Soon, “she was coming in late. She wouldn’t show up,” said Billy Ulkumen, the bakery’s manager. Supervisors talked to Fernandes about her lateness. Eventually, she decided to quit, he said.
She had met the boyfriend online. Posting a comment on the MySpace page of an actor, Don Henrie — who played a Vampire character on a short-lived reality TV series “Mad Mad House” — Fernandes connected with a fellow fan, Richard Culhane.
When Culhane lost his New York construction job a few months later, Fernandes urged him to move to Newark, though they’d never met. She found him an apartment and paid his first month’s rent. Eventually they moved in together, with Fernandes picking up the $600 monthly expense, nearly double her previous rent, he said.
Culhane still sounds perplexed by her generosity. She bought a tent and explained that it was for a homeless man she saw near work. When Culhane’s mother died, Fernandes bought him and his three sons suits for the funeral. After they broke up last year, she continued to stop by with videogames for the boys.
“Before she left, she was paying almost all of it,” Culhane said of the couple’s bills. “She was like, ‘I’ll take care of you,'” he said.
It was not always smooth. Culhane said Fernandes was fond of his boys, but was overwhelmed by the noise they caused. In 2011, the couple’s landlord filed eviction papers when Fernandes fell behind, although she was able to work out a restitution plan. A neighbor says the couple fought frequently, sometimes leaving Fernandes in tears.
Culhane’s three young sons are from an earlier marriage. He said a state youth protection worker told him that if he wanted custody he needed a bigger apartment. He and Fernandes found a three-bedroom for $1,100 a month and she took on a second job — supplementing pay from the bakery with earnings at a Dunkin’ Donuts — to cover bills, he said.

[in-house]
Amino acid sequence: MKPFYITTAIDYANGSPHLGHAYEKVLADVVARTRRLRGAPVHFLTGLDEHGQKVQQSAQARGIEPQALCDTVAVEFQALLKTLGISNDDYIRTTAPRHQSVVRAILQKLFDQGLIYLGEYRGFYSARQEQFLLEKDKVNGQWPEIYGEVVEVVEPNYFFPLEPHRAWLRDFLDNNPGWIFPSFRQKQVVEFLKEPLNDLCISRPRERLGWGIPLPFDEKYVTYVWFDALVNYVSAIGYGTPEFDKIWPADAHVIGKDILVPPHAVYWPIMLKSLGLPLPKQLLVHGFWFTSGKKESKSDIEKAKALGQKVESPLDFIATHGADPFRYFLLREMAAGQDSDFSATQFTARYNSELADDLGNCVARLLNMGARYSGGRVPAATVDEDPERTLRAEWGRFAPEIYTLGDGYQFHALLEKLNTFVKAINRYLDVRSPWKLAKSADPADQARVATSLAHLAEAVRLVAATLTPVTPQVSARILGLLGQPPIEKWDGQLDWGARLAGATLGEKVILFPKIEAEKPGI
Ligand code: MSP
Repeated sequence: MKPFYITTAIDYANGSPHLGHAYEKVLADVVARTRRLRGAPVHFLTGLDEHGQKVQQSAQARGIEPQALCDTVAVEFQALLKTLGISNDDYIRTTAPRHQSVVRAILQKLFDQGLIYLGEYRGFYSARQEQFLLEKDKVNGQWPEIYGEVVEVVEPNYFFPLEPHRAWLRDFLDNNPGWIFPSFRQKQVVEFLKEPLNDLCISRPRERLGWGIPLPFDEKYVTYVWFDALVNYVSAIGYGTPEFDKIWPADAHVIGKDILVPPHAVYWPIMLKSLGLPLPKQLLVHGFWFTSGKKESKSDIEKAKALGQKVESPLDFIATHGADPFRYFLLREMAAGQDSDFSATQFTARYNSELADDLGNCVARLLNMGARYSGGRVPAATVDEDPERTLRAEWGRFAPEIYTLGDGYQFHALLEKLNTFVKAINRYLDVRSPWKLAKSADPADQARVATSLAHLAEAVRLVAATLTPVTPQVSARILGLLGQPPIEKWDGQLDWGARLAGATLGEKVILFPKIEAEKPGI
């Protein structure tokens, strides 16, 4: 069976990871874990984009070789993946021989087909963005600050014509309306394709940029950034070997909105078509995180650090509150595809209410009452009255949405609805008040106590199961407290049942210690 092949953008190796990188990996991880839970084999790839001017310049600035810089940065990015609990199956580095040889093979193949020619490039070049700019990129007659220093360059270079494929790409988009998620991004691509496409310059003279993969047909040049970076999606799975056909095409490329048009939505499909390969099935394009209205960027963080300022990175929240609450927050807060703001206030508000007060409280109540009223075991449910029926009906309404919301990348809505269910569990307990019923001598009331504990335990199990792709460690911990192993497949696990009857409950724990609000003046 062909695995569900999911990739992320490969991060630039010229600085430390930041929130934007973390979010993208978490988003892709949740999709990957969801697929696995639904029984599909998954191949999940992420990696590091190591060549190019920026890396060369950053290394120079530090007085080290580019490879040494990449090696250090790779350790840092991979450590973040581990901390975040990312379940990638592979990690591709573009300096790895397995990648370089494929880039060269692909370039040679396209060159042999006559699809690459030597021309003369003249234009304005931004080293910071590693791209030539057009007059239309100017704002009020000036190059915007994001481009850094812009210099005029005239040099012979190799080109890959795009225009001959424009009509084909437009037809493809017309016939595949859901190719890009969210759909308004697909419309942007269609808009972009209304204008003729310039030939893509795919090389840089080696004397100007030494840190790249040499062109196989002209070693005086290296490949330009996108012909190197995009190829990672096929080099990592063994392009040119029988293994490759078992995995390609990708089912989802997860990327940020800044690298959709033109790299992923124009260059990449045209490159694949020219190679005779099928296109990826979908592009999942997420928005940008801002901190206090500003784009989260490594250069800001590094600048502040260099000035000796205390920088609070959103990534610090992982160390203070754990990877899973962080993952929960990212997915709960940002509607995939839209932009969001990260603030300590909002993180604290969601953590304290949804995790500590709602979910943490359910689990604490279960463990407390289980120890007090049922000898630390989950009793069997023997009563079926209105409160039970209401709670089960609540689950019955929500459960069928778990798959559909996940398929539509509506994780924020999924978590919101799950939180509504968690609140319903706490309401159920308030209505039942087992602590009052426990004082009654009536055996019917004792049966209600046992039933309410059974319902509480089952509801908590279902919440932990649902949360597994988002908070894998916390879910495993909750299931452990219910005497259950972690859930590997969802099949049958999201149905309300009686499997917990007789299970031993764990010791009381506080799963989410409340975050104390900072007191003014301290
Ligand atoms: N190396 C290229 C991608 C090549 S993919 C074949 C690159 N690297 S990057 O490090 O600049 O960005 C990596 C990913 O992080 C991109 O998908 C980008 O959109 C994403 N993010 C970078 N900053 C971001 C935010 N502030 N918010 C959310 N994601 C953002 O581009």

When she quit the bakery, she picked up hours at a second Dunkin’ Donuts and then a third. Co-workers said all her jobs paid at or just above the minimum wage — which New Jersey raised by $1 earlier this year to $8.25 an hour.
“I told her over and over, ‘Quit one. You’re working too much,” Culhane said. “But she said, ‘No, I’m used to it now.'”
Friends say they never got solid answers from Fernandes about why she worked so much or, given her ability with languages, why she didn’t pursue a different job.
Some of Fernandes’ expenses reflected choices. Friends recount a number of instances when she gave them cash or handed over a debit card to help pay for food or travel. Along with her Chihuahua and three cats — the latter all named for Greek gods — Fernandes bought food for neighborhood strays.
Last year she bought the 2001 Kia for $1,000, replacing the buses and trains she’d used to commute. Like so much else, she shared it generously.
“I probably put more miles on it than she did,” said friend and co-worker Armando Gonzalez, who sometimes borrowed the car to visit his family in Connecticut.
But the Kia needed repairs. Last December, Fernandes brought it in to Newark’s Go Tire for $700 in work, asking owner Richard Fernandez for time to pay the bill because she needed money to buy Christmas gifts.